The past several weeks I’ve been getting more and more into the weeds of React/Redux. For the uninitiated or for those who’ve been living under a rock, React is probably the most popular Javascript libraries for building user interfaces and Redux is currently one of the more popular Javascript “frameworks" for managing application state and architecture (loosely based on Facebook’s own Flux design paradigm). One the things I’ve been dabbling with involves Facebook’s Draft.js open source project - a rich text editing framework built under the React architecture.

In this post, I'm going to talk a bit about some of the issues I've encountered trying to wire up Draft.js with the Redux flow and my approach to overcoming these issues. I'm not going to be going over how React, Redux, or Draft.js works. I'm assuming you'll already have some basic understanding in each.

The naive solution

For those who've used Draft.js, it prescribes a particular methodology on how to use it and how it should be integrated within your app. A lot of it involves managing its own private state lifecycle. This is fine and dandy if you are only managing the editor's content and state within the editor directly. However, you'll immediately run into issues if you're attempting to inject content to the editor from an external source.

For example, say you're working on a collaborative text editor similar to Google Docs, where you and someone else can type within the same editor and you both will be able to see each other's changes in real-time as you're editing. How do you update your current editor with their changes without losing your current position within the editor?

This is exactly the kind of problems that Redux is helping to solve! Through its single store and unidirectional data flow design paradigm, any text a person types into the editor would dispatch an action to update the store, and anyone listening in on the store changes will automatically pick up the latest changes. So in our case, when a user makes updates to the editor, we can save the current state of the editor into the store, and then other folks who are using the editor will pick up the changes to the store and rerender the editor with the changes!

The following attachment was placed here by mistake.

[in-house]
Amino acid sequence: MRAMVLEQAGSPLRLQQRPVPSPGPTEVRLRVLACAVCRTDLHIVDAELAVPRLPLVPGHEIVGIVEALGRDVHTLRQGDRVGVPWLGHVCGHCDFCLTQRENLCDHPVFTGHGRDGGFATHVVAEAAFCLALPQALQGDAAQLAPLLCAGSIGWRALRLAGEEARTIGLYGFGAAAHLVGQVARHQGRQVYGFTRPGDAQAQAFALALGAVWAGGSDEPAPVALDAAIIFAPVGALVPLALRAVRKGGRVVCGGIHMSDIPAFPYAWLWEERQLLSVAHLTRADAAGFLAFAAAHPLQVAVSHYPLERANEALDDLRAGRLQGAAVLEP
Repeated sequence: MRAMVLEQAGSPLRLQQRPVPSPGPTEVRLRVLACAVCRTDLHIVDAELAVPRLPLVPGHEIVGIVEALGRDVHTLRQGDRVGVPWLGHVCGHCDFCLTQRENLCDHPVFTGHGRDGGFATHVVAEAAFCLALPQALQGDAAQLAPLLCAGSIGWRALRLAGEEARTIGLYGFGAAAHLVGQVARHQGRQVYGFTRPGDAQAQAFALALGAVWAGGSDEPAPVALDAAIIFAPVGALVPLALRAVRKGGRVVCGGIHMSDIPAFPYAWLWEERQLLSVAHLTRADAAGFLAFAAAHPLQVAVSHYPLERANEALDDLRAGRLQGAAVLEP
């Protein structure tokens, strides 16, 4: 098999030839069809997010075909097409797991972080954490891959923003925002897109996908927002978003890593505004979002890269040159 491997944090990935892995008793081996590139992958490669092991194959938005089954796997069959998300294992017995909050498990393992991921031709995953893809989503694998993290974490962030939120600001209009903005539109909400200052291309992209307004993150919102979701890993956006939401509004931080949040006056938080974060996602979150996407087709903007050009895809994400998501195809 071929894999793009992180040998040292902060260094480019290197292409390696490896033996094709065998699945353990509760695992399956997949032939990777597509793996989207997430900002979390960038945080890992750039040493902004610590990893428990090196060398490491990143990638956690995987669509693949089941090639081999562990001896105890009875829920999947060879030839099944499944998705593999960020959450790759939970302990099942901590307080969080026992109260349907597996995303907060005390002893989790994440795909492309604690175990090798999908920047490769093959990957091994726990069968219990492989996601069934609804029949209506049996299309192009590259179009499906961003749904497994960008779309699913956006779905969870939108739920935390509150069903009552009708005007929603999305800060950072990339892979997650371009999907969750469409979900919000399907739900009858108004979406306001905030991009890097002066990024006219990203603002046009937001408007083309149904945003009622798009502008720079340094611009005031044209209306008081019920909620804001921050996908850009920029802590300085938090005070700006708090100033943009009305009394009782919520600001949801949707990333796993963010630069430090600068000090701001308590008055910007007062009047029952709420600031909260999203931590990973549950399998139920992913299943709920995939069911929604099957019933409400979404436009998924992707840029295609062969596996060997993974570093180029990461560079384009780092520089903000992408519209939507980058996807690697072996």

Let's walk through the flow

Let's take a step back and look over some of the relevant pieces to Draft.js. If you take a look at the docs, the content and state of Draft.js are managed through a state object called EditorState. Many things are involved with creating the EditorState. For now, let's only focus on the ContentState because this is the main immutable record that represents the full state of the editor, including both the text content and the cursor info (i.e. SelectionState).

Because we know that the ContentState represents the actual text content for the editor, this is naturally what we want to persist to and from the store. So let's make some of the relevant code changes to make this happen. To do this, we're going to leverage the convertToRaw and convertFromRaw data conversion functions that are provided from Draft.js.

Whenever we save to the store, we convert the ContentState to its raw immutable object, and when we re-render the editor, we convert it back to its ContentState form.

Instead of using the local state property, we're going to approach this the "Redux" way and expect the editorState to be passed in as props through Redux.

handleEditorChange = (editorState) => {
  // Your Redux action
  this.props.updateEditor({
    content: convertToRaw(editorState.getCurrentContent())
  })
}

render () {
  return (
    <Editor
      editorState={this.props.editorState}
      onChange={this.handleEditorChange} />
  )
}

Whenever updates are made to the editor, an onChange event will fire and this.handleEditorChange will convert the new updated content to its raw form and dispatch this change to the store. Then after the store updates, it will send this content back and convert it to an EditorState object to be passed back into the editor as props.

EditorState.createWithContent(convertFromRaw(content))